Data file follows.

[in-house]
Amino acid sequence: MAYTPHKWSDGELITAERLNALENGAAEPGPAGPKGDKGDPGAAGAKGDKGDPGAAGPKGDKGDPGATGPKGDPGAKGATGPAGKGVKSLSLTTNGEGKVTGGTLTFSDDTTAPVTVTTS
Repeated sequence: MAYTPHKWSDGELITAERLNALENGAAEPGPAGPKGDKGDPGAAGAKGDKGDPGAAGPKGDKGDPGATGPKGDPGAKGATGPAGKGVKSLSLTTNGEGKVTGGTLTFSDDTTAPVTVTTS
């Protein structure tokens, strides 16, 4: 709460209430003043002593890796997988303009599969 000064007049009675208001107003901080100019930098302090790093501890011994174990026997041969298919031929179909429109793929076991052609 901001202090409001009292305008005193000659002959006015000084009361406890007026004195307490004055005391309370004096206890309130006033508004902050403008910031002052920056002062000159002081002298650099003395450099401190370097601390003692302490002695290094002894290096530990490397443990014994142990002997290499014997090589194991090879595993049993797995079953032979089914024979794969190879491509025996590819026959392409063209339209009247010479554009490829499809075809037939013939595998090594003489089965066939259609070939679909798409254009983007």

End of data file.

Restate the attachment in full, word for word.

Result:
[in-house]
Amino acid sequence: MAYTPHKWSDGELITAERLNALENGAAEPGPAGPKGDKGDPGAAGAKGDKGDPGAAGPKGDKGDPGATGPKGDPGAKGATGPAGKGVKSLSLTTNGEGKVTGGTLTFSDDTTAPVTVTTS
Repeated sequence: MAYTPHKWSDGELITAERLNALENGAAEPGPAGPKGDKGDPGAAGAKGDKGDPGAAGPKGDKGDPGATGPKGDPGAKGATGPAGKGVKSLSLTTNGEGKVTGGTLTFSDDTTAPVTVTTS
């Protein structure tokens, strides 16, 4: 709460209430003043002593890796997988303009599969 000064007049009675208001107003901080100019930098302090790093501890011994174990026997041969298919031929179909429109793929076991052609 901001202090409001009292305008005193000659002959006015000084009361406890007026004195307490004055005391309370004096206890309130006033508004902050403008910031002052920056002062000159002081002298650099003395450099401190370097601390003692302490002695290094002894290096530990490397443990014994142990002997290499014997090589194991090879595993049993797995079953032979089914024979794969190879491509025996590819026959392409063209339209009247010479554009490829499809075809037939013939595998090594003489089965066939259609070939679909798409254009983007």